I feel bad for the pumpkin jack-o-lanterns that dot our street. Gouged by overzealous parents, their vegetable mouths have already started to pucker. Life in the natural world is kind, though. Tossed out like garbage and abandoned in land fills, those Jacks will return to the earth. Eventually.
I exchange laughs with the great big fat ones across the street. Their owners use electric candles that blink like strobelights. We place a bet for which kid will fall down in a seizure. It happened once years ago but I'm the only one who remembers. My plastic memory last longer than my batteries.
Quiet! A little girl approaches.
I flash my lights a little brighter. I take pride in being a good performer.
She gingerly takes a step. She's dressed as Little Red Riding Hood.
I wonder where her parents are and make out a disheveled shadow standing back on the sidewalk, hands glued to his phone.
I shine my light a little brighter. Some kids need more encouragement than others.
"Daddy?" the little girls squeaks.
Daddy keeps staring at his phone. It casts a ghostly pall on his already pale face.
I hear a grunt. We both take this as a yes.
The little girl crouchs over her candy pail, making herself small. She looks around the dark entryway. My owners usually go overboard with the holiday and turn the whole front yard into an animatronic scarefest. The porch would normally be lit up like a dozen Christmas trees haunted by ghosts and goblins and sometimes my owners disguised as scarecrows waiting to pounce.
They're getting divorced this year. All my Halloween friends languish in storage, their fates unknown. A plate of candy on a chair and I are all that's left to tell the world this household is celebrating.
The clouds advance quickly, smothering the moon. It's dark. I suck out more juice from my batteries and glow brighter.
The little girl looks behind her and sees her daddy still looking at his phone. He looks up, we can both sense his scowl in the dark.
"C'mon, we have the whole block left," he bellows.
She nods bravely.
A small hand reaches out for the candy dish. I shine as bright as can. My owners should have change my batteries. I will forgive them more than they've forgiven each other.
The little girl grabs the first piece of candy she can and runs back to her father. In her rush she stumbles down the stairs, taking me with her. As she hits the pavement, so do I.
My light goes out.
Face down I can still hear and feel the ground beneath me. A rush of heavy footsteps is followed by gruff words. I see the little girl out of the corner of my eye being lifted up and away.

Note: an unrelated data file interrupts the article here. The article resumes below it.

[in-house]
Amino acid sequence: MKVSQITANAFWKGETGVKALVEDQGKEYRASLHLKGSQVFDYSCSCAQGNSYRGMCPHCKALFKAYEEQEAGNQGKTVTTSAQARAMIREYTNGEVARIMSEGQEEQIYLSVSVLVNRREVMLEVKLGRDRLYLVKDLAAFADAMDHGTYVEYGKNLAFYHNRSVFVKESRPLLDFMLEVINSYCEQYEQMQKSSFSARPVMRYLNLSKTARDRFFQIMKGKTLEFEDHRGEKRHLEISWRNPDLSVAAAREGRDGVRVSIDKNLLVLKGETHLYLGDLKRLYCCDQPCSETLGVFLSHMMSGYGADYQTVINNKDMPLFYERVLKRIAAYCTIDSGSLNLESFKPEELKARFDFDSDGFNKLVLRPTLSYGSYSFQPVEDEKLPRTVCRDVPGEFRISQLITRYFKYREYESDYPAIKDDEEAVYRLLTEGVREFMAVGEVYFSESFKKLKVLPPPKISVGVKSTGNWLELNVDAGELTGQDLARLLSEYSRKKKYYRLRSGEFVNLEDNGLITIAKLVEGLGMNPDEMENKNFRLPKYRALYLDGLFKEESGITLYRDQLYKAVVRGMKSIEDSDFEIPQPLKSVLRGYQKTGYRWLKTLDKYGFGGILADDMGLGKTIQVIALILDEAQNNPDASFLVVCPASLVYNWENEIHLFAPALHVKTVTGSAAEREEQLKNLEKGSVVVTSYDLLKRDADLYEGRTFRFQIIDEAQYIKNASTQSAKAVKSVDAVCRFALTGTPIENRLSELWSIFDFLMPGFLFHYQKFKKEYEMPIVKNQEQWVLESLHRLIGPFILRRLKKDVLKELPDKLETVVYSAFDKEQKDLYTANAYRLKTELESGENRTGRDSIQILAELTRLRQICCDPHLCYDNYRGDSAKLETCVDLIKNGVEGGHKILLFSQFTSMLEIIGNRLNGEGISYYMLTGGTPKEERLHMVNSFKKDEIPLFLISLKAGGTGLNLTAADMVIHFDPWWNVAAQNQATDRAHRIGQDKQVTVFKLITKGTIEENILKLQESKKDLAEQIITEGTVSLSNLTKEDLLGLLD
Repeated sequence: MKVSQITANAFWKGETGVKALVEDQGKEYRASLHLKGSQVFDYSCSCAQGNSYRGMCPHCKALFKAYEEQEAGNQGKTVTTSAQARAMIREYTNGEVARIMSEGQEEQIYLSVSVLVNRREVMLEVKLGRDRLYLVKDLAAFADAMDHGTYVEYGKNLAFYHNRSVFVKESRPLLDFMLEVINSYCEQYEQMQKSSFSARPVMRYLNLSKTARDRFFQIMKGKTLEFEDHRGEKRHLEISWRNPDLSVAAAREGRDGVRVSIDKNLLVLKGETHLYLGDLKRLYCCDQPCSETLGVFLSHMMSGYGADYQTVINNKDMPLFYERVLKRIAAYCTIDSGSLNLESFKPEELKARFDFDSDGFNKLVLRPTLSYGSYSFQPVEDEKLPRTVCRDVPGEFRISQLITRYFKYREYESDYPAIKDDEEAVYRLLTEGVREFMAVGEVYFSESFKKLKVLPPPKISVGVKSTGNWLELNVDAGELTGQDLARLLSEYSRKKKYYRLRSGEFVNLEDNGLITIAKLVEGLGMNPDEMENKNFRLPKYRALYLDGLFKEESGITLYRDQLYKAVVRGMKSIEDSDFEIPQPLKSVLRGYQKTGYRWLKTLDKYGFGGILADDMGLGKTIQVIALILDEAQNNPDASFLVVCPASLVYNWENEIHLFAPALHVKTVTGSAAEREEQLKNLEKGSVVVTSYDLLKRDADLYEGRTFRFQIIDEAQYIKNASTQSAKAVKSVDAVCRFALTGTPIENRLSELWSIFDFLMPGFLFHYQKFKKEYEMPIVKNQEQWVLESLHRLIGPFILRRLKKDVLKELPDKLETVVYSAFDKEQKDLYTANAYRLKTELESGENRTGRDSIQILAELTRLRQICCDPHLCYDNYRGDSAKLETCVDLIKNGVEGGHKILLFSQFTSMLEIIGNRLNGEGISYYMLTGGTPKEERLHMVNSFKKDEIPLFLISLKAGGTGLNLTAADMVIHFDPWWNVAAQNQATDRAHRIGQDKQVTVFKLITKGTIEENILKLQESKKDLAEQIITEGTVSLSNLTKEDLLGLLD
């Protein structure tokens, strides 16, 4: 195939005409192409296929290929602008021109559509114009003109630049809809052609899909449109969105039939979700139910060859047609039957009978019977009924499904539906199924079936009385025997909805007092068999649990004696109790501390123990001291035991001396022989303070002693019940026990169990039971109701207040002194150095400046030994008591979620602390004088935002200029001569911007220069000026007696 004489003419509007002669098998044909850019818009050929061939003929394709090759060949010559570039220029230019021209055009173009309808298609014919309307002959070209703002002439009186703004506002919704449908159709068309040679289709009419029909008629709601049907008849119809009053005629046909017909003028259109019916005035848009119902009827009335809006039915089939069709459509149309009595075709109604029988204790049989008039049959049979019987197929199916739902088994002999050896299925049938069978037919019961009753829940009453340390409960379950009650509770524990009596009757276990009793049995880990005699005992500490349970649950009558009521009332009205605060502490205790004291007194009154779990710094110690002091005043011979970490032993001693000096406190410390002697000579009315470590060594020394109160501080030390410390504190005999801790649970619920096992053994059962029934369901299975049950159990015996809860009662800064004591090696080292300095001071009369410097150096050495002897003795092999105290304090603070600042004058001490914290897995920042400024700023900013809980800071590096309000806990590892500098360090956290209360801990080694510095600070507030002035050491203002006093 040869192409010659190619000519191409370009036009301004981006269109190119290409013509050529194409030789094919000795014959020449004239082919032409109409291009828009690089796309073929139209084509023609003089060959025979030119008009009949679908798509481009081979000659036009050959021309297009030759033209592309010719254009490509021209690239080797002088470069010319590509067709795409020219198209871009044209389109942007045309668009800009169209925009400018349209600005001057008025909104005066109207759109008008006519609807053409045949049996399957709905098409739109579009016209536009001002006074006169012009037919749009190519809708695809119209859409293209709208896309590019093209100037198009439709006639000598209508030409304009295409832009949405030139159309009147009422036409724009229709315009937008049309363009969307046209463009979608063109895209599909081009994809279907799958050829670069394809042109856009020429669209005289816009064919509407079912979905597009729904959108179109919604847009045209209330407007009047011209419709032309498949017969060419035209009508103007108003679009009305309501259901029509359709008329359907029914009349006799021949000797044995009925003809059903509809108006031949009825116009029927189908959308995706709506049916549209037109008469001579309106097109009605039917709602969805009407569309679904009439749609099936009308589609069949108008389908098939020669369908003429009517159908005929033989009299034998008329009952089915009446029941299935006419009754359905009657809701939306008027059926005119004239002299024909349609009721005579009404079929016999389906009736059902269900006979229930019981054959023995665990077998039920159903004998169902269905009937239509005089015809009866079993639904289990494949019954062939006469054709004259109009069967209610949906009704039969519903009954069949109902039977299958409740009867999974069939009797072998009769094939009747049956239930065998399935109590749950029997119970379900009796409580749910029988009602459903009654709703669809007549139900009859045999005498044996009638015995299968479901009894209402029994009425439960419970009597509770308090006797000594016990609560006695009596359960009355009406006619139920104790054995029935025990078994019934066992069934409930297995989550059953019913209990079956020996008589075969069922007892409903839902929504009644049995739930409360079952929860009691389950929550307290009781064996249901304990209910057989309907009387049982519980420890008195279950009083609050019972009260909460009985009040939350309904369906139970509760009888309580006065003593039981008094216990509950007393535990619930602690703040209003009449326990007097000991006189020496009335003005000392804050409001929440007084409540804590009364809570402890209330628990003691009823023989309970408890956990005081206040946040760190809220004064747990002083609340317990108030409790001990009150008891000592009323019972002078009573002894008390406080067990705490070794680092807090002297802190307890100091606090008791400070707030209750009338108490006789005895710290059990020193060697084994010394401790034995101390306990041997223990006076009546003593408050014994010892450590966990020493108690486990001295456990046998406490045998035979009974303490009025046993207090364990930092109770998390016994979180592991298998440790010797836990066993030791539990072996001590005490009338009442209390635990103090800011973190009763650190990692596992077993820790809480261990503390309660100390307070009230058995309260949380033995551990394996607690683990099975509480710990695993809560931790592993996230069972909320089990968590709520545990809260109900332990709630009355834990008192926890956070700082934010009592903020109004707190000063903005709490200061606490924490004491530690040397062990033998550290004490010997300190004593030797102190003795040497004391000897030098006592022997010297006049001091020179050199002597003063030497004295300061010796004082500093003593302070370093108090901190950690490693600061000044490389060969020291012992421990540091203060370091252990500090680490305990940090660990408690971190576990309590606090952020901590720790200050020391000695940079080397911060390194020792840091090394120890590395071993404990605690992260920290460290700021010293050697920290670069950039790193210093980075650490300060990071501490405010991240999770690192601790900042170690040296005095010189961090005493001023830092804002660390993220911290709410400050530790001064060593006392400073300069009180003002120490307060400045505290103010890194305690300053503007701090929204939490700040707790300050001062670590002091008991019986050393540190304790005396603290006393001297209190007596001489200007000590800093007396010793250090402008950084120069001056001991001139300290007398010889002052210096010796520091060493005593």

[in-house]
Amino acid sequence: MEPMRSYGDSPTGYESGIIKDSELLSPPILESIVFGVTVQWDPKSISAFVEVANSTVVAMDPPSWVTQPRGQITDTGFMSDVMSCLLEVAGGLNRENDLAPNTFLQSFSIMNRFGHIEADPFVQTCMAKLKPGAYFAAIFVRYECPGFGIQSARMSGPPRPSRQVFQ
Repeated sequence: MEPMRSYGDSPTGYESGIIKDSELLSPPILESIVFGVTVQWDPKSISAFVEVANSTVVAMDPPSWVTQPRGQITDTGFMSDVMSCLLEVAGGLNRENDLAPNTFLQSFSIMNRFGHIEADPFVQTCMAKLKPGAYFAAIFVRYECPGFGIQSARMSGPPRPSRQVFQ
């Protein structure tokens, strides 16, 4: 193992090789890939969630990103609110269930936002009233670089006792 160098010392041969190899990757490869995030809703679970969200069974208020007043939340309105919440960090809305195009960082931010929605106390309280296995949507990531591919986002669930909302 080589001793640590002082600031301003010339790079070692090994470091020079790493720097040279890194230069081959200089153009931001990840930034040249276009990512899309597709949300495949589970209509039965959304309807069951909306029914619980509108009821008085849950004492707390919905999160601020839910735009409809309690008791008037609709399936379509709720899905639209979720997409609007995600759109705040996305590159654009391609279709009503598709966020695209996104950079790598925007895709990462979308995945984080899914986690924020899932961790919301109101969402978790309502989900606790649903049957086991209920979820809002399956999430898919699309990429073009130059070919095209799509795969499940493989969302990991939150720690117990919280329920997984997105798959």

A sneakered foot kicks me away.
At least now I can gaze up at the stars and wait. I wonder where my owners will carry me off to.
Without change, Matilda and her mother Linda would put my family members in front of their home for what the humans call "Haloween". Every year, Linda would bring Matilda and they would walk around and pick the largest pumpkin they could find. I realize that this may seem crazy to humans, generally you sorts don't eagerly anticipate your death. I saw a human die once. He was hit by a car right next to my pumpkin patch. He squirmed around as if he was in bed with an invisible lover.
Pumpkins are much more dignified. To be chosen for this ritual is an honor, it is seen as the final right of passage. Matilda and her mother picked me this year, I could finally count myself among the lucky pumpkins. I could see the jealous glances from my cousin, Theodore (I call him ass-hole for short).
The car ride home was painfully long. They seemed to stop every hour or so. Eventually, they returned home. They both were quite tired from their excursion to my patch of the woods, so they went to sleep.
The next day, they eagerly discussed what I would become. They ran through all sorts of ideas. The first was to have me become what they called "Frankenstein". I thought my cousin Theodore would serve as a more suitable visage of pure and grotesque horror. However, they did not seem able to hear my protest, so they began shaping me.
At first, they cut a hole at the very top of my body, they then removed a sizeable piece of me and emptied my insides. It smelled sweet and sickly, I could hardly keep from fainting, however, I allowed them to continue. Then, they took a knife to my face. Oh, the pain remains indescribable it continues to refuse to subside. They then continued the barbaric and disgustingly cruel ritual by placing a small piece of wax inside of me.
This feeling is that of pure and violent violation. They placed me outside where I could see that I was not special. My entire patch was placed in front of me, each one suffering a fate as unfortunate as mine. I could hear some crying aloud some, however, had already succumbed to the pain.
Later on that night, children came. We shrieked and cried out, however our begging fell on deaf ears. We were truly alone that night. I will never forget that feeling of betrayal. My story ends as all of my fathers' have. Alone and scared.
My fellow pumpkins, do not allow this plague to come to your patch. Fight Haloween, it does nothing but bring pain and misery to your homes.